adopted is a combination of structural and non- non
The district gets monsoon rain with average 850 mm
structural interviews. We also participated, on some
annual rainfall (Anonymous, 1999).
occasions, in group discussions involving the
The vegetation of Arghakhanchi district basically informants (usually 10-12
12 in number) were allowed to
dominated by broad leaved Schima-Schima Castanopsis- express their views and experience in theirth local
Diospyros mixed forest. The low land of south side of language. Data were collected during 2006-2008
2006 in
the district is covered by lower tropical Sal (Shorea
( different seasons. On other frequent visit, the data
robusta)) forest and mixed with broad leaved forest, accrued were verified. During data collection, plant
above this Hill Sal forest, similarly Chir-Pine
Chir vouchers were also collected. Sometimes the collected
(Castanopsis-Pinus)) forest extended from west and voucher specimens were shown to informants
info and
Schima-Castanopsis forest extended from east meet in confirmed, because voucher specimens were the core
this area (Department
Department of Forest, 2002). In the middle of study. At least two specimens of each plant species
belt hill species of Sal (Shorea robusta is found with
Shorea robusta) were collected and treated following standard method
Albizia species, Anogeissus latifolia,, Juglans regia, (Woodland, 1997; Judd et al., 2002). Collected plant


Panthi MP and Singh AG (2013). Int J Appl Sci Biotechnol, Vol. 1(2):
1( 27-32
specimens were identified in the field as well as in the species were identified belonging to 24 families of
laboratory. They were examined thoroughly and which 41.9% weree herbs (13), 25.8% trees (8), 9.6%
identified with the help of available literature (Hooker,
(H shrubs (3), 9.6% climbers (3), 9.6% small sized trees
1897; Bailey, 1949; Bulletins of Department of (3) and 3.2% semi parasite (1) each (Fig 2). Out of 24
Medicinal Plants, 1969, 1970, and 1986; Pandey, 1982;
198 families of ethnomedicinal plants, 21 families belong
belo to
Adrian & Storrs, 1984; Mc Crackers & Shrestha 1992; dicotyledons and the rest others 3 to the
Cook, 1996; Singh, 1997; Polunin and Stainton, 1984;1984 monocotyledons.ns. The number of species for each
Maheshwari, 1966; Chaudhary, 1998; Manandhar, families (Fig 4) are: Fabaceae (05), Asteraceae,
2002; Singh et al.,2011). Further the specimens were wer Euphorbiaceae and Zingiberaceae (02 each), the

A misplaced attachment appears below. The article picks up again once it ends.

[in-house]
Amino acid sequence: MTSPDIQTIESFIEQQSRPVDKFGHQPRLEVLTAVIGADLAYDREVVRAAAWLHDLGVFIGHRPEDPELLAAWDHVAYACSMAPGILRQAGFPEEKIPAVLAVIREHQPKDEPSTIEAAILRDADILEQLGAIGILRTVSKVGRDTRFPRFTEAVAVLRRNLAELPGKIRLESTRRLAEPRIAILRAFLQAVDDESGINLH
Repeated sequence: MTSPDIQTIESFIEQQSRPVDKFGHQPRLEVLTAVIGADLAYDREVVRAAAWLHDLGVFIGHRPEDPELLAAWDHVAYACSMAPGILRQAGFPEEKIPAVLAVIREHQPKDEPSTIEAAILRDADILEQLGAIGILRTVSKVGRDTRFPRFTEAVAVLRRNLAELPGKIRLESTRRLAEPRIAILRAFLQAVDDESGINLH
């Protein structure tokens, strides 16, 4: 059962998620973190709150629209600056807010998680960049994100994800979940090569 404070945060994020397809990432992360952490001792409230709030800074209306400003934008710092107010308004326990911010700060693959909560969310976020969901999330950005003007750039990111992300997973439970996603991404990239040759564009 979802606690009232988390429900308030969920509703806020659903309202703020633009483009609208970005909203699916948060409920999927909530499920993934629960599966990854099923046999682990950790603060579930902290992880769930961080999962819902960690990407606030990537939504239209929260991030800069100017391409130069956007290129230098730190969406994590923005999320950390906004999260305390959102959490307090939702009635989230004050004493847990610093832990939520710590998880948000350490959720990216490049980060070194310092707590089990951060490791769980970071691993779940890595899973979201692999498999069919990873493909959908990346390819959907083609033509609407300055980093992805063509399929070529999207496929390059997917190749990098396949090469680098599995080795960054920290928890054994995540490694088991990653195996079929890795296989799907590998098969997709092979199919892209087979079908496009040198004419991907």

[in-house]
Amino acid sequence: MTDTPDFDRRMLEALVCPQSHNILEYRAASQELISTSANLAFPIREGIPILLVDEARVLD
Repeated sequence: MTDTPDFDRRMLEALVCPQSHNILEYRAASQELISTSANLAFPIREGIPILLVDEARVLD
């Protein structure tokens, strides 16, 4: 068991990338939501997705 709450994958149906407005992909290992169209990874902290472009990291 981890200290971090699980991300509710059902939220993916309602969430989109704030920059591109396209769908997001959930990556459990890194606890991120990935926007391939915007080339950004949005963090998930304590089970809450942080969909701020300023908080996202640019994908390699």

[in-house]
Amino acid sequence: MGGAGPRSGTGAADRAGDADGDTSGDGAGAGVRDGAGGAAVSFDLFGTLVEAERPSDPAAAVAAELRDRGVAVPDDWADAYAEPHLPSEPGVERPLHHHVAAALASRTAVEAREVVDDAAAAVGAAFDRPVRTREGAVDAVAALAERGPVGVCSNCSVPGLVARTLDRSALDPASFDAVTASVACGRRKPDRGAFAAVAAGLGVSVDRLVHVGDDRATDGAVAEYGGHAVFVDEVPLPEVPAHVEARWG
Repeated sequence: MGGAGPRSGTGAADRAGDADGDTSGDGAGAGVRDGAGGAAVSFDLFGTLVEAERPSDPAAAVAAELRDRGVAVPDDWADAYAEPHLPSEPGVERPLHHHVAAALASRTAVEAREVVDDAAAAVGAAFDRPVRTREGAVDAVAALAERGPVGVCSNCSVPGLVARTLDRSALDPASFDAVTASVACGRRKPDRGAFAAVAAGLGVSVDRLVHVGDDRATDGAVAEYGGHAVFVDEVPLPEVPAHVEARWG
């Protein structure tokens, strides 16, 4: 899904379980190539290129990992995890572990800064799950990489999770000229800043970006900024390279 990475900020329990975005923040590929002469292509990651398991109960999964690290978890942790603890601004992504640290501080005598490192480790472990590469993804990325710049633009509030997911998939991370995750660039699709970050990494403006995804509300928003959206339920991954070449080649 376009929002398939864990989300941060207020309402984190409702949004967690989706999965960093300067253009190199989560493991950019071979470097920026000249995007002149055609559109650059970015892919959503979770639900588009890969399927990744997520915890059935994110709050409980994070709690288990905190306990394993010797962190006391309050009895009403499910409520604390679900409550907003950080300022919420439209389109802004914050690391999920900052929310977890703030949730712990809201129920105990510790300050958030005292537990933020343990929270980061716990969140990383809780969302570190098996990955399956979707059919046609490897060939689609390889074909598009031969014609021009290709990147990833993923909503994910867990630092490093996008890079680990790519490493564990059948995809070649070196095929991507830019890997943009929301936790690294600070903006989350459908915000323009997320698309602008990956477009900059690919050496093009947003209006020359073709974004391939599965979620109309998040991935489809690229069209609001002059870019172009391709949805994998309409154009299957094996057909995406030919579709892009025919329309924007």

cross checked with the specimens deposited at National
Natio remaining twenty families by a single species each for
Herbarium and Plant Laboratory (KATH) Godavari, cure of dermatological disorders. Total plant species
Nepal. Scientific names provided in “An Enumeration administrated in dermatological and cosmetic disorders
of Flowering Plants of Nepal” by Hara et al., (Vol I, in Arghakhanchi district are arranged alphabetically
alphabeticall in
1978); Hara & Williams (Vol. II, 1979); and Hara et al. table-1.
(Vol III, 1982) and “Annotated checklist of the
Flowering Plants of Nepal” by Press et al., (2000) have ϭϱ

been adopted. ϭϬ
Results and discussion Ϭ
People of Arghakhanchi district possess tremendous
ethnobotanical knowledge. They use plants and their
parts in various purposes in their daily life. It is
i evident
from the present study that the ethnic communities are
dependent on a variety of plants to meet their ,ĂďŝƚŽĨƉůĂŶƚƐ
requirements and beliefs to cure different
dermatological disorders (Fig 3). In some cases the Fig 2: Habit of plants used in treatment of skin diseases
whole plant parts are utilized only for medicinal
purposes. They have been using plant parts to cure
some important dermatological diseases such as cuts, cuts
wounds, cracks, boils, ringworm, scabies, allergy,
eczema, leucoderma, skin burn, prickly heat and white whi
patches of skin. The empirical knowledge is squeezing
to limited persons and becoming extinct with the
introduction of modern medical facilities. Present study
is an attempt to explore, preserve and proper
documentation of traditional knowledge associated
with dermatological diseases. The investigation
revealed that the local senior people, healers, and
Vaidyas have been using number of plant species to
cure various dermatological and cosmetic diseases. Fig 3: Types of skin diseases with number of plant
Analysis of present study reveals that a total of 313 plant species used in treatment

Number of species


Fig 4: Number of species belonging to the different families


Panthi MP and Singh AG (2013). Int J Appl Sci Biotechnol, Vol. 1(2): 27-32
Table 1: List of Plants with their ethnomedicinal uses
Botanical name, Nepali name Habit & Parts used Usage
& Family Availability
Abrus precatorius L. Climber, wild, Seed One part of seed powder with 4 parts of Eclipta
Raatigedi, Fabaceae frequently prostrata mixed with mustard oil is applied
locally 3 times a day in dermatitis until cure.
Paste prepared from seeds mixed with root paste
of Plumbago zeylanica is applied locally 3
times a day in white patches skin diseases until
Acacia catechu (L. f.) Willd. Tree, wild, Stem bark Powder of stem bark is used externally to stop
Khayar, Fabaceae frequently bleeding from cuts and wounds.
Aesandra butyracea (Roxb.) Tree, wild, Seed Vanashpati ghee prepared from seeds is applied
Baehni. frequently externally two times a day for healing cracked
Chiuree, Sapotaceae heels and for smoothing hands, legs, and lips
Aloe vera (L.) Burm. f. Succulent herb, Leaf Leaf pulp or juice is applied externally three
Ghiu Kumari, Liliaceae cultivated times a day in skin burns until cure.